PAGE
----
The problem with turtles is that they can’t see worth beans.
In this case, I’m a guest. I just try not to be too annoying and go with the flow of whatever the plan seems to be.
In a sandbox MMO, what this has a tendency to promote is each person (or group of players) spreading out far enough away from another to develop their own homestead the way they like it and do their best to live and let live. Until some idiot builds too close to them – whereupon the drama starts.
Take home message: Remember plenty of lebensraum. If you’re a designer, try to make the world large enough for many players to settle in with sufficient resources not to end up fighting over them (unless that’s what you want players to do.)
Property and land ownership and access rights are going to be very important to get right, including what players are able to do with aesthetic eyesores (especially those that are abandoned.) In A Tale in the Desert, the player-arrived solution is to allow other players to remove them after a certain number of days have passed if the owner has quit the game. In Wurm Online, they appear to be left to rot slowly, I’m not sure. In Terraria, anyone can modify anything apparently, which involves a fair amount of trust and compromise.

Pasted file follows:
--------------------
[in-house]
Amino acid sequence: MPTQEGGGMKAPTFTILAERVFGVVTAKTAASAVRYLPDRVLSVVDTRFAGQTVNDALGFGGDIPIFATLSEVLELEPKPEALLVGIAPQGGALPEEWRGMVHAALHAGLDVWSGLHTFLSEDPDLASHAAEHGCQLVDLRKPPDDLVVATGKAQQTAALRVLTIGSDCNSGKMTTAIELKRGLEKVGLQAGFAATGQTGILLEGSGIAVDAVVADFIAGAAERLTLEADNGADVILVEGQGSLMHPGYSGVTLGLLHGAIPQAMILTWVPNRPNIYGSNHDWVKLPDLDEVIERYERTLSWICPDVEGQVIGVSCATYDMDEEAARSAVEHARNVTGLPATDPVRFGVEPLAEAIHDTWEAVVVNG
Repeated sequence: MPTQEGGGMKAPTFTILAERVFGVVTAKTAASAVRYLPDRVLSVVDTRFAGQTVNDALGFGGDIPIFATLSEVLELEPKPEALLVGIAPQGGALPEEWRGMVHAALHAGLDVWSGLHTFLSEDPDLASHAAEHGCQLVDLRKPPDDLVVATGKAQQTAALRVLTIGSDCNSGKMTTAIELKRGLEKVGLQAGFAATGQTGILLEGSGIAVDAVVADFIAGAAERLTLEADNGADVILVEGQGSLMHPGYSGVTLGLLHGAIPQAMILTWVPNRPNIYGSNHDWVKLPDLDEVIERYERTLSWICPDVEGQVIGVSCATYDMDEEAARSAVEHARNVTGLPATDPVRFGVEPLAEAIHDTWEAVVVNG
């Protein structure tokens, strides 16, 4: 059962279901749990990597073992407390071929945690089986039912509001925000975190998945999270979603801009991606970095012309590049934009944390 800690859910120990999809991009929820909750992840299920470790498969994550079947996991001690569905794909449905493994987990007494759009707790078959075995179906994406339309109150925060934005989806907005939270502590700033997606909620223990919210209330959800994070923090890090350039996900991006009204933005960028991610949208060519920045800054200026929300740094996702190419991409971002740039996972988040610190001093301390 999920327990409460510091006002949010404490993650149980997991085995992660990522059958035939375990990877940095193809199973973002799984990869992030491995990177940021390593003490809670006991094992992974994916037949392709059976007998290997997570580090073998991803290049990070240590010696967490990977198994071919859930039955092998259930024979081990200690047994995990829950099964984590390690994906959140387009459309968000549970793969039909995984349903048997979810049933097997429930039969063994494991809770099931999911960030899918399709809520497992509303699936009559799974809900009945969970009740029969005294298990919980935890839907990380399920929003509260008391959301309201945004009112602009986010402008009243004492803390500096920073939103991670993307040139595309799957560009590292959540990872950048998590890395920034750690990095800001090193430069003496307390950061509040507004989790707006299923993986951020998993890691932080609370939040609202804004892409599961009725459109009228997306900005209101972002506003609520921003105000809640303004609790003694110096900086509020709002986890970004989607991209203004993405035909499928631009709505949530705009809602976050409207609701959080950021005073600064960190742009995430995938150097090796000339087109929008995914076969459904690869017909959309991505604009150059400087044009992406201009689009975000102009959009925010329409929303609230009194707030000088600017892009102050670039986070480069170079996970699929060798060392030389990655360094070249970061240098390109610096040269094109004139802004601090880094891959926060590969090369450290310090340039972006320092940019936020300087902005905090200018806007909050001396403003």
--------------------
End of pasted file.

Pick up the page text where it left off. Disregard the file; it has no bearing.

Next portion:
If you’re a player, try to settle sufficiently far from other players if at all possible. One potential problem, of course, is that one’s idea of ‘sufficiently far’ is never really accurate when one is new to a game. The room needed for expansion can always end up surprisingly large.
And finally, let us not forget the griefers.
I am sure there are worlds in Terraria where friendships have been broken because some guy’s idea of fun is to go around being destructive and troll-y. Even while not trying to, we run into opportunities for potential problems.